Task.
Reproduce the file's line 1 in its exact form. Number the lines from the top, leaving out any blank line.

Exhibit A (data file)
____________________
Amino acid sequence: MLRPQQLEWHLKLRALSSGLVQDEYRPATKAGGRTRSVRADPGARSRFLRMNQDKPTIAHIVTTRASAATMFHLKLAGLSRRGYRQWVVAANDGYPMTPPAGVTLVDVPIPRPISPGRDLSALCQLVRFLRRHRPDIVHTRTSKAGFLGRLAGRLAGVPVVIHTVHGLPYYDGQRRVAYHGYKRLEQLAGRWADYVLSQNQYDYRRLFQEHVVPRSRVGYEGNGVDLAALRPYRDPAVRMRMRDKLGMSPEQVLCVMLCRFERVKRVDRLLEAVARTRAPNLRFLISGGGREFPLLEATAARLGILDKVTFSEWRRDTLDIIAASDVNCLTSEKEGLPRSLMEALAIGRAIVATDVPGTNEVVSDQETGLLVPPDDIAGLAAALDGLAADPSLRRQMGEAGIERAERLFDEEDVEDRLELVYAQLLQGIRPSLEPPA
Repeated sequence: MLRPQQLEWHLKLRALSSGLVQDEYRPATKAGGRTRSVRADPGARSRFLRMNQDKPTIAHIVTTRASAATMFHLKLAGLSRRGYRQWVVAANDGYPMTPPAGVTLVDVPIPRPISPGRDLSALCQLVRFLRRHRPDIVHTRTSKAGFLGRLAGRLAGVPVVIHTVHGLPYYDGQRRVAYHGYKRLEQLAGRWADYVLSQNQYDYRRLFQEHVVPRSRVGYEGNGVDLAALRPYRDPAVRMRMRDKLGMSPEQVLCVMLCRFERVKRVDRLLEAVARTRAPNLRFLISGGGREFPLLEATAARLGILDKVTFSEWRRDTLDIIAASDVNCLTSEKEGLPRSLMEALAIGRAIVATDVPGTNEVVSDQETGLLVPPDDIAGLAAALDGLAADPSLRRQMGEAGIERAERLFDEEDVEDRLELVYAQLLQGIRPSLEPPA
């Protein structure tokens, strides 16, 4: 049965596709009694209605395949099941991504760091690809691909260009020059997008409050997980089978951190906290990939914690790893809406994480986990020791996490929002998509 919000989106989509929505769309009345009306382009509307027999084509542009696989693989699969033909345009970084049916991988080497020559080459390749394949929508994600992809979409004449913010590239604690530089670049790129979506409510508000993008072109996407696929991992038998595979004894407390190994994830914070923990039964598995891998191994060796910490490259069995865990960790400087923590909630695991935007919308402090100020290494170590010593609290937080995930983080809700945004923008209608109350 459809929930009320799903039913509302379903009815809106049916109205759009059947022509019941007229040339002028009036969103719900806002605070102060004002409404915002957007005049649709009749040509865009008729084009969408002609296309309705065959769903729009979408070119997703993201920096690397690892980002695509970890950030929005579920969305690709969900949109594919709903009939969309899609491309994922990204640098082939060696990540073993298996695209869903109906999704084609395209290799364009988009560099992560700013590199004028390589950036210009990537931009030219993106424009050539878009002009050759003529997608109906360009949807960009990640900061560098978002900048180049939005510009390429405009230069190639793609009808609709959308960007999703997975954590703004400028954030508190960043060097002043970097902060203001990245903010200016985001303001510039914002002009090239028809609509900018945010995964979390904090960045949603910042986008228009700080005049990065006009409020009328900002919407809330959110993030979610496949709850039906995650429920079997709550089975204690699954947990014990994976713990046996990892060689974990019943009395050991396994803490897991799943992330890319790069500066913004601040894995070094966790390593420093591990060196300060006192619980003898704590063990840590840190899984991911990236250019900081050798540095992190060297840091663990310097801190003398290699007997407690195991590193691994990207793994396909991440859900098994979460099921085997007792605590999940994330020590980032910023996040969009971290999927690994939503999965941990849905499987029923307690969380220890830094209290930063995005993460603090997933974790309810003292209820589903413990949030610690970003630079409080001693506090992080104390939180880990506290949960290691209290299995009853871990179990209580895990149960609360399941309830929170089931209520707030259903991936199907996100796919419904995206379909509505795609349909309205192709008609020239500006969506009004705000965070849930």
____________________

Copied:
Amino acid sequence: MLRPQQLEWHLKLRALSSGLVQDEYRPATKAGGRTRSVRADPGARSRFLRMNQDKPTIAHIVTTRASAATMFHLKLAGLSRRGYRQWVVAANDGYPMTPPAGVTLVDVPIPRPISPGRDLSALCQLVRFLRRHRPDIVHTRTSKAGFLGRLAGRLAGVPVVIHTVHGLPYYDGQRRVAYHGYKRLEQLAGRWADYVLSQNQYDYRRLFQEHVVPRSRVGYEGNGVDLAALRPYRDPAVRMRMRDKLGMSPEQVLCVMLCRFERVKRVDRLLEAVARTRAPNLRFLISGGGREFPLLEATAARLGILDKVTFSEWRRDTLDIIAASDVNCLTSEKEGLPRSLMEALAIGRAIVATDVPGTNEVVSDQETGLLVPPDDIAGLAAALDGLAADPSLRRQMGEAGIERAERLFDEEDVEDRLELVYAQLLQGIRPSLEPPA